LOS ANGELES, Nov 28 (Reuters) Holders Russia are banking on recent form while hosts the United States will pin their hopes on home advantage in this week's Davis Cup final.
Spearheaded by world number four Nikolay Davydenko, the Russians will be hunting their third Davis Cup title in six years when the three-day tie starts on Friday in Portland, Oregon.
Although the Americans are widely regarded as slight favourites on the slick, indoor surface at Memorial Coliseum, Russia have clearly established a winning formula in the sport's showpiece men's team event.
''I think a team of great coaches the Russians have had is a big factor,'' said captain Shamil Tarpishchev, who guided Russia to Davis Cup success over Argentina in last year's final in Moscow.
''We have a good foundation so I'm optimistic about the next five to six years.'' Apart from Davydenko, Russia will be represented by world number 19 Mikhail Youzhny, Igor Andreev (33rd) and Dmitry Tursunov (34th).
However, Tarpishchev concedes the Americans will be difficult to beat on home soil.
''They have home-court advantage and we'll be playing on a fast surface, which suits both of their singles players (Andy Roddick and James Blake),'' he told Reuters.
''I rate our chances 40-60 in favour of the US but you never know. There are so many variables that could have a bearing on the final outcome.'' Davydenko, the highest-ranked player in this year's final, agrees Russia face an uphill task.
BEST MOMENT ''It's pretty tough because we play in America where we know we have less chance of victory,'' he said. ''If we win, it will definitely be the best moment of the year for me.'' The United States, winners of a record 31 Davis Cup titles, are desperate to taste success for the first time in 12 years.
''This has been such a big goal for us as a team,'' inspirational captain Patrick McEnroe said. ''Yes, there is pressure but, at the same time, pressure is a privilege.'' World number six Roddick, whose straight-sets victory over Jonas Bjorkman set up a 4-1 victory for the US over Sweden in their Davis Cup semi-final, is in upbeat mood.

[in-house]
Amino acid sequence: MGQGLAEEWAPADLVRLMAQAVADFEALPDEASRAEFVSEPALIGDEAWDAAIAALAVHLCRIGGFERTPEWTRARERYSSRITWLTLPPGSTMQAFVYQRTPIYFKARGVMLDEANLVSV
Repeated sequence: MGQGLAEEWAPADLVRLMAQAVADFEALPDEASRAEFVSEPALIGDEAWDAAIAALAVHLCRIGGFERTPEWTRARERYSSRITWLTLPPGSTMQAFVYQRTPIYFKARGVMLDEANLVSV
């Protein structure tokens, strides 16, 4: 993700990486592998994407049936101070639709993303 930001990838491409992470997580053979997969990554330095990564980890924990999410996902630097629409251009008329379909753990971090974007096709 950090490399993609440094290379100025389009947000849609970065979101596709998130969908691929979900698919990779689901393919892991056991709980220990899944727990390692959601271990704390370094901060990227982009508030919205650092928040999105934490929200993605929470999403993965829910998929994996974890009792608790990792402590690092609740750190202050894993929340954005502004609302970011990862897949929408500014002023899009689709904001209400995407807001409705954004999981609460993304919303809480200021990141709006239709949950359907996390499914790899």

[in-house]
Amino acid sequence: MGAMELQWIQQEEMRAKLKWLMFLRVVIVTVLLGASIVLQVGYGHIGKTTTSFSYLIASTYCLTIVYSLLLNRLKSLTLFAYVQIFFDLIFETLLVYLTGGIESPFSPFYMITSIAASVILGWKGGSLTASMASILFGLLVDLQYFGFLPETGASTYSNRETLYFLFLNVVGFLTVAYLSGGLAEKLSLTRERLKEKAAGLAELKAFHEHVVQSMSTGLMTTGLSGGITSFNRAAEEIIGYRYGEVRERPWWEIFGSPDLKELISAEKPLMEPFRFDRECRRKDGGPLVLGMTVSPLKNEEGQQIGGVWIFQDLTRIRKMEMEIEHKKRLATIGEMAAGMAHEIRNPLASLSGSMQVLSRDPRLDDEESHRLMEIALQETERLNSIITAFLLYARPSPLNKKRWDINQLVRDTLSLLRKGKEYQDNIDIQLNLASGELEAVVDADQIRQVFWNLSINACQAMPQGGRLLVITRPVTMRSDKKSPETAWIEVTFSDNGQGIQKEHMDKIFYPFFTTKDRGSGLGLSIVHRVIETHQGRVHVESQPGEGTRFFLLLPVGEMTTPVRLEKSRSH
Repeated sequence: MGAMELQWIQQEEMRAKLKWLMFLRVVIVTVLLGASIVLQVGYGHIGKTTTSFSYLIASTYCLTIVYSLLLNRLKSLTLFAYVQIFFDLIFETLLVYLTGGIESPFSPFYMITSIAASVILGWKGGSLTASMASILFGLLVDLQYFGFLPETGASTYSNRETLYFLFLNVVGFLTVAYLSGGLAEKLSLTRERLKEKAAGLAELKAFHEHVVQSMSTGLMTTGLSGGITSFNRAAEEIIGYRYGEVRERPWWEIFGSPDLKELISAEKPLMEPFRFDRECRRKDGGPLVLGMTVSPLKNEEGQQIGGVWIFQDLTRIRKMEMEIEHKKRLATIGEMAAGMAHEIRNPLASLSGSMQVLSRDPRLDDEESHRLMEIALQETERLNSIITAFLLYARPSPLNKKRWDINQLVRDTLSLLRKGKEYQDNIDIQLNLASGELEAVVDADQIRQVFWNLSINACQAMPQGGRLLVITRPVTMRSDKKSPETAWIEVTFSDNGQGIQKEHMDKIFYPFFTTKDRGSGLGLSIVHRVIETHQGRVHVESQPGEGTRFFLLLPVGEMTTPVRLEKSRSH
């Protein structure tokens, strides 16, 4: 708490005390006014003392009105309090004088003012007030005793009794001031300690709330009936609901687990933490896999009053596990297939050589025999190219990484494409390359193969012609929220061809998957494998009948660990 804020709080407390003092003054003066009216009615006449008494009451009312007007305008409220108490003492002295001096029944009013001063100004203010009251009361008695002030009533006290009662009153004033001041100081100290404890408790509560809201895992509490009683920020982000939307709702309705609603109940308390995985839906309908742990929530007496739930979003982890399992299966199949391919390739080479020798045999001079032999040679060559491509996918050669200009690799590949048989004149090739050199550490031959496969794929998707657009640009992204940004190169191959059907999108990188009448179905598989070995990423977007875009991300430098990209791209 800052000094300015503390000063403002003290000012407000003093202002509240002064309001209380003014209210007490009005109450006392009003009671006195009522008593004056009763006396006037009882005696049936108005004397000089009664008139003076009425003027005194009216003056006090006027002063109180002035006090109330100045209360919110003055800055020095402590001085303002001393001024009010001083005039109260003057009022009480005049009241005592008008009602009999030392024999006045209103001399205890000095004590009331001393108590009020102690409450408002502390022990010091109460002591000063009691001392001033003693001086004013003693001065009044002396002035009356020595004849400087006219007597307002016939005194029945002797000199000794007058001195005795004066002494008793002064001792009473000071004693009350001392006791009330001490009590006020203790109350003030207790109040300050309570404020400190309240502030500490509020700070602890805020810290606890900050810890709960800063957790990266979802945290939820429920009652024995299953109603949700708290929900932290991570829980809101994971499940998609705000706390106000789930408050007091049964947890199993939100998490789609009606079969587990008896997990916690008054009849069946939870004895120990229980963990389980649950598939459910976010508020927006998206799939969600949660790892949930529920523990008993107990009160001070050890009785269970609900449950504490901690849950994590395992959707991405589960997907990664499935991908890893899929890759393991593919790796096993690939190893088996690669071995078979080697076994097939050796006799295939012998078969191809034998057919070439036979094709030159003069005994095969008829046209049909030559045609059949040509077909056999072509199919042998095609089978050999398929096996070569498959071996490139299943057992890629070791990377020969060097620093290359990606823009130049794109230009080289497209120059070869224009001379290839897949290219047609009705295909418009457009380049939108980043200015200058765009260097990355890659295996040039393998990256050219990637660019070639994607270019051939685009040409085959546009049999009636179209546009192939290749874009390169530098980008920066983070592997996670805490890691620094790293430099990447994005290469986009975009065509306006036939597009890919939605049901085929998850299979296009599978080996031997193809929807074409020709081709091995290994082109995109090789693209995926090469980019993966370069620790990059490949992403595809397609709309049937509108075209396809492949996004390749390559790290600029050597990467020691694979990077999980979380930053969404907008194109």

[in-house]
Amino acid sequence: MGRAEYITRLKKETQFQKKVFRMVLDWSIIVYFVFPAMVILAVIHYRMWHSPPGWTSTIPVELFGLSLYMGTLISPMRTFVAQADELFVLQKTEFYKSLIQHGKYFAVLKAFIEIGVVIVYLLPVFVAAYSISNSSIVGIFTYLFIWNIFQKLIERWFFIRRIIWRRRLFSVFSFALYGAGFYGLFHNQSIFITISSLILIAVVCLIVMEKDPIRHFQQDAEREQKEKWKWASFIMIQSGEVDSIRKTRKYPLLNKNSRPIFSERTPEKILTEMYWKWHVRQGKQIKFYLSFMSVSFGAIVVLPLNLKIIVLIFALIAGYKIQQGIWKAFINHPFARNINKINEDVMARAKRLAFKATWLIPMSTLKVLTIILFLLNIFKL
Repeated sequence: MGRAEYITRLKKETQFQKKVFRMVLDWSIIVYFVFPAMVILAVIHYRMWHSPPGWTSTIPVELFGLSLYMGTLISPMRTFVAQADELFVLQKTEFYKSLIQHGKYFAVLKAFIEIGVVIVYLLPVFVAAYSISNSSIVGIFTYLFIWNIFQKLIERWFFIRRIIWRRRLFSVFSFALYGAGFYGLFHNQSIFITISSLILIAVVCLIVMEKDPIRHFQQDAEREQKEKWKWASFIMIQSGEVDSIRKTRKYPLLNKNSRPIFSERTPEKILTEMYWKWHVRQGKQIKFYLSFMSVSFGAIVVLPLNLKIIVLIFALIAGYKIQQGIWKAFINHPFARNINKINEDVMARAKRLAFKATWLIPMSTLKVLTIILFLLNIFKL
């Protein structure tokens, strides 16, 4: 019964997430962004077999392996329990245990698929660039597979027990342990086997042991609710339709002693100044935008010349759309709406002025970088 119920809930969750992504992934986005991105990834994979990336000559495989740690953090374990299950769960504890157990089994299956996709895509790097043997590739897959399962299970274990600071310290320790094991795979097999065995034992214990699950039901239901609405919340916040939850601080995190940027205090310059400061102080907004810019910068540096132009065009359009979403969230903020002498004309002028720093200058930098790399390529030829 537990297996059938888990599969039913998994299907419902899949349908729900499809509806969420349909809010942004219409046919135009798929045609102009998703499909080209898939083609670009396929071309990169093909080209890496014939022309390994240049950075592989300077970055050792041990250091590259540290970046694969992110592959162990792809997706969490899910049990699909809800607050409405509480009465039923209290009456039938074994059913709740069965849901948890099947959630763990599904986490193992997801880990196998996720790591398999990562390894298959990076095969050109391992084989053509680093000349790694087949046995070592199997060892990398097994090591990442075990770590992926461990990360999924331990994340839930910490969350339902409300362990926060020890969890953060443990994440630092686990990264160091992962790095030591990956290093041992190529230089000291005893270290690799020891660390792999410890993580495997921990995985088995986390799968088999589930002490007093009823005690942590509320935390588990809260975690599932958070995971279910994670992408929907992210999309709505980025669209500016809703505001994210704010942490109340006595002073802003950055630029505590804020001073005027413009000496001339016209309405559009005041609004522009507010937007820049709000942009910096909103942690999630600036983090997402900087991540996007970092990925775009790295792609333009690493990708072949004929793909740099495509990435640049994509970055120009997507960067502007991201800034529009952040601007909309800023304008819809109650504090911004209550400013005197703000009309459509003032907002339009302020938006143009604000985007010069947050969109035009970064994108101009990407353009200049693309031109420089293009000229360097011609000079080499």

''We're feeling confident but getting that confidence to translate to the court and getting a win is a tall task, especially when we lost to them last year,'' the big-serving American said.
''But I like our team. We have been dreaming for a while of having a home final and I think we're all just really excited about the opportunity. And we have the best doubles team in the world in our corner.'' The dominant Bryan brothers, Bob and Mike, have lost just once in 13 doubles Davis Cup matches.
Blake, like Roddick, believes the Memorial Coliseum surface will give the US a massive boost.
''We love playing on indoor hard,'' the world number 13 said.
''We've had some of our best results there.
''I think for Andy and myself it's a great situation. We're feeling really good and we know we're going to have a raucous crowd on our side. And I think the Bryans could play on Pluto and still be the favourites.'' The US have not won the Davis Cup since 1995 when Pete Sampras led the team to victory over Russia on clay in Moscow.
Reuters SSC KP1002